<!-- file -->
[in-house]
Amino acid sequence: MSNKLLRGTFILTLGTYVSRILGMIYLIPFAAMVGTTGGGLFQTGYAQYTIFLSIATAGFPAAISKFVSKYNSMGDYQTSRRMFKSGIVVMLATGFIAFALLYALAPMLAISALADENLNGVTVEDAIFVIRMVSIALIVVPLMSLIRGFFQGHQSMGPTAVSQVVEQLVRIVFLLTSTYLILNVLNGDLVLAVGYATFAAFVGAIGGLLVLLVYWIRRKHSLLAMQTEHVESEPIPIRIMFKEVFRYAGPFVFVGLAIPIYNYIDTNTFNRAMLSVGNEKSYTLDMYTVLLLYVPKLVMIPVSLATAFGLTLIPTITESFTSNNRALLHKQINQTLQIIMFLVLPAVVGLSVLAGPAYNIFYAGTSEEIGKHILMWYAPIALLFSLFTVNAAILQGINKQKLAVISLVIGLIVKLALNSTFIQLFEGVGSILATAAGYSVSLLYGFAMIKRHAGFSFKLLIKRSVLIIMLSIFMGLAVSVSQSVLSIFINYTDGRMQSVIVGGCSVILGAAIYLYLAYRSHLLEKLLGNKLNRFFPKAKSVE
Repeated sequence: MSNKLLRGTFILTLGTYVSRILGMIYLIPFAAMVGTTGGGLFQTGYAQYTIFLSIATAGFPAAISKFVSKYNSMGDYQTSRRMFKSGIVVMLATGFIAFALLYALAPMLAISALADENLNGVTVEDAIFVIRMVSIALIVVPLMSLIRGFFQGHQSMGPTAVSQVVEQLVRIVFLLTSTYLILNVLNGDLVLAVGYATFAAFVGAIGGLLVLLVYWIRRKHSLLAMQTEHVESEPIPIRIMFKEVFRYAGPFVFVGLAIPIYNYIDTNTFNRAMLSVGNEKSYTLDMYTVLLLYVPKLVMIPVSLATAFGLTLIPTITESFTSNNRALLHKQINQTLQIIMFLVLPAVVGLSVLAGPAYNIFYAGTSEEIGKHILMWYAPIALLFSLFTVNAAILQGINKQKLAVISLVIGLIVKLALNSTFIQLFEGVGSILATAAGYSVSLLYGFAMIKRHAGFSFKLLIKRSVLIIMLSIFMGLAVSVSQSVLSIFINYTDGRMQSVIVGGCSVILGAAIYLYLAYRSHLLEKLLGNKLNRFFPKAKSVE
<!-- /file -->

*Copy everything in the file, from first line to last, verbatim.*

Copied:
[in-house]
Amino acid sequence: MSNKLLRGTFILTLGTYVSRILGMIYLIPFAAMVGTTGGGLFQTGYAQYTIFLSIATAGFPAAISKFVSKYNSMGDYQTSRRMFKSGIVVMLATGFIAFALLYALAPMLAISALADENLNGVTVEDAIFVIRMVSIALIVVPLMSLIRGFFQGHQSMGPTAVSQVVEQLVRIVFLLTSTYLILNVLNGDLVLAVGYATFAAFVGAIGGLLVLLVYWIRRKHSLLAMQTEHVESEPIPIRIMFKEVFRYAGPFVFVGLAIPIYNYIDTNTFNRAMLSVGNEKSYTLDMYTVLLLYVPKLVMIPVSLATAFGLTLIPTITESFTSNNRALLHKQINQTLQIIMFLVLPAVVGLSVLAGPAYNIFYAGTSEEIGKHILMWYAPIALLFSLFTVNAAILQGINKQKLAVISLVIGLIVKLALNSTFIQLFEGVGSILATAAGYSVSLLYGFAMIKRHAGFSFKLLIKRSVLIIMLSIFMGLAVSVSQSVLSIFINYTDGRMQSVIVGGCSVILGAAIYLYLAYRSHLLEKLLGNKLNRFFPKAKSVE
Repeated sequence: MSNKLLRGTFILTLGTYVSRILGMIYLIPFAAMVGTTGGGLFQTGYAQYTIFLSIATAGFPAAISKFVSKYNSMGDYQTSRRMFKSGIVVMLATGFIAFALLYALAPMLAISALADENLNGVTVEDAIFVIRMVSIALIVVPLMSLIRGFFQGHQSMGPTAVSQVVEQLVRIVFLLTSTYLILNVLNGDLVLAVGYATFAAFVGAIGGLLVLLVYWIRRKHSLLAMQTEHVESEPIPIRIMFKEVFRYAGPFVFVGLAIPIYNYIDTNTFNRAMLSVGNEKSYTLDMYTVLLLYVPKLVMIPVSLATAFGLTLIPTITESFTSNNRALLHKQINQTLQIIMFLVLPAVVGLSVLAGPAYNIFYAGTSEEIGKHILMWYAPIALLFSLFTVNAAILQGINKQKLAVISLVIGLIVKLALNSTFIQLFEGVGSILATAAGYSVSLLYGFAMIKRHAGFSFKLLIKRSVLIIMLSIFMGLAVSVSQSVLSIFINYTDGRMQSVIVGGCSVILGAAIYLYLAYRSHLLEKLLGNKLNRFFPKAKSVE